A rash of novel BIPA class actions filed in state court followed the Rosenbach decision, typically arising from an employer’s use of finger- and hand-scan time clocks or a business’s use of similar point-of-sale technology, which defendants began removing to federal court. Several of those actions have percolated up to the Seventh Circuit to address questions of Article III standing and federal subject matter jurisdiction. The bullets below summarize the four resulting decisions from the Seventh Circuit:
The Seventh Circuit held that, because the plaintiffs in question were all unionized employees, they had alleged an Article III injury, as the BIPA violations created a prospect of a material change in the workers’ terms and conditions of employment. According to the court, this gave the suit “a concrete dimension” that was more than a “bare procedural dispute.” Nevertheless, the Seventh Circuit ruled that the claims were preempted by the Railway Labor Act, as they addressed topics that were the subject of collective bargaining between the union and the defendant employer. The decision obviously placed significant weight on the case’s origin in a unionized employment setting.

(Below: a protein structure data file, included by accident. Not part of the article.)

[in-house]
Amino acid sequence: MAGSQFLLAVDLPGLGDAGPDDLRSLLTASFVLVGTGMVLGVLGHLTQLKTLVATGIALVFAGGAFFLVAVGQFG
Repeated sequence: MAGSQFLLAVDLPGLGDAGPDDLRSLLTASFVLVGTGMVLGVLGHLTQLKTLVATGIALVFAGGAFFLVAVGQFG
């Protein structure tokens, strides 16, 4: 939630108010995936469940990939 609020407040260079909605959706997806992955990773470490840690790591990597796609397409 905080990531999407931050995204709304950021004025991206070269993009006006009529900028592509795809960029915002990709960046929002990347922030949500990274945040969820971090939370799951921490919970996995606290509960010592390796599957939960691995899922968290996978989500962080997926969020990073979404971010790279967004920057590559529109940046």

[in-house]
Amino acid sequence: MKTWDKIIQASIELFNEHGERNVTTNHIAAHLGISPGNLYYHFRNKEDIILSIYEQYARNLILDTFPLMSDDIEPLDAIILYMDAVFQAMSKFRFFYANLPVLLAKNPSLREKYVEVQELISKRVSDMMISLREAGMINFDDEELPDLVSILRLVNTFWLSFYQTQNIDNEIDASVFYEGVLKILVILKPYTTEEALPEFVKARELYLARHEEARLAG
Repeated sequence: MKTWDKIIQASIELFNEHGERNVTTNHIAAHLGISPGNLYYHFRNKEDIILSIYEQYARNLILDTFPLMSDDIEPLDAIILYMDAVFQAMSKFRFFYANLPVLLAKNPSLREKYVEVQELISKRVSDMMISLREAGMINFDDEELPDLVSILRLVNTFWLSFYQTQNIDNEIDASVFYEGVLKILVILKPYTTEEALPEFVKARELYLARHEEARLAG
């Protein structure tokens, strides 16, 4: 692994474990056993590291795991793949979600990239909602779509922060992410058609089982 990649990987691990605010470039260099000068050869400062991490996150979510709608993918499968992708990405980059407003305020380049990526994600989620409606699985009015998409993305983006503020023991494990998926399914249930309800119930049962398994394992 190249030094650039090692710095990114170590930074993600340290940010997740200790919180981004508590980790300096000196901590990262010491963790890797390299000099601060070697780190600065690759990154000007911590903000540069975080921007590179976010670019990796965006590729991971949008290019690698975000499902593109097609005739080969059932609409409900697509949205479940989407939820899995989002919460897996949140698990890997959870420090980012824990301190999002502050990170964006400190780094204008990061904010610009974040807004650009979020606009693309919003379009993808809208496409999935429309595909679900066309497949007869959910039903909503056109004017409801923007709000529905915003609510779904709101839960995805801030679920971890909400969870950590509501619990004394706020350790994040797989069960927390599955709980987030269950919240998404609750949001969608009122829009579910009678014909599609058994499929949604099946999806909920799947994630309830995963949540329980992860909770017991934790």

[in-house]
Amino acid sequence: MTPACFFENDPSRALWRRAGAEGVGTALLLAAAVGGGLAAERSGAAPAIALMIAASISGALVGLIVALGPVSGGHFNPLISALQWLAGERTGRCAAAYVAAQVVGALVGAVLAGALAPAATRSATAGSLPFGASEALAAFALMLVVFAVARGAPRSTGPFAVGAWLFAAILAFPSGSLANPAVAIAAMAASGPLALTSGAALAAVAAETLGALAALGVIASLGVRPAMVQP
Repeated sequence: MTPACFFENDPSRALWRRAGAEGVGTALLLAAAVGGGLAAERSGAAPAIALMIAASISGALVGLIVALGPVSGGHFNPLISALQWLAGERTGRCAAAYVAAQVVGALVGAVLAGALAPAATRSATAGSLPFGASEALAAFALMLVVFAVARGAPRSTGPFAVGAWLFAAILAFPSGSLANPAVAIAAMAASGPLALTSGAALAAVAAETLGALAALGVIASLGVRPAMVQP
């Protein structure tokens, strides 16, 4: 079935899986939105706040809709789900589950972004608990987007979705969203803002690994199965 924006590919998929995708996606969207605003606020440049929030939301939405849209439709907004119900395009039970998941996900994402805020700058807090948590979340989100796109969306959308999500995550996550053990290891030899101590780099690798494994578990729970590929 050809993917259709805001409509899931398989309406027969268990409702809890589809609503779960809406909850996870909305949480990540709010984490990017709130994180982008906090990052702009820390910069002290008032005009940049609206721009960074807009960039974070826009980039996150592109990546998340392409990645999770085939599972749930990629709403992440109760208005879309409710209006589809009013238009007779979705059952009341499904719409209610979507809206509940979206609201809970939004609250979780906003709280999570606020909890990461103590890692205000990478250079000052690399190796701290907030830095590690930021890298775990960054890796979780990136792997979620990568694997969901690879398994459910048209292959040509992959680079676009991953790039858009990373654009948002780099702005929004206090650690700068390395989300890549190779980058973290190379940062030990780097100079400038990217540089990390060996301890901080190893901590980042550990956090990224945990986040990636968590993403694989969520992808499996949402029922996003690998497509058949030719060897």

The Seventh Circuit held that the plaintiff’s complaint articulated an Article III injury with respect to her Section 15(b) claim, reasoning that the defendant’s collection of the plaintiff’s biometric identifiers without complying with BIPA’s statutory disclosure and consent requirements invaded the plaintiff’s “private domain” and denied her the informational rights that the Illinois legislature intended to afford citizens. With respect to the plaintiff’s Section 15(a) claim, however, the Seventh Circuit held that the defendant’s mere failure to publish its data retention and destruction policies violated a duty “owed to the public generally,” and it concluded that the plaintiff’s failure to plead any particularized harm arising out of that violation deprived the federal courts of subject matter jurisdiction.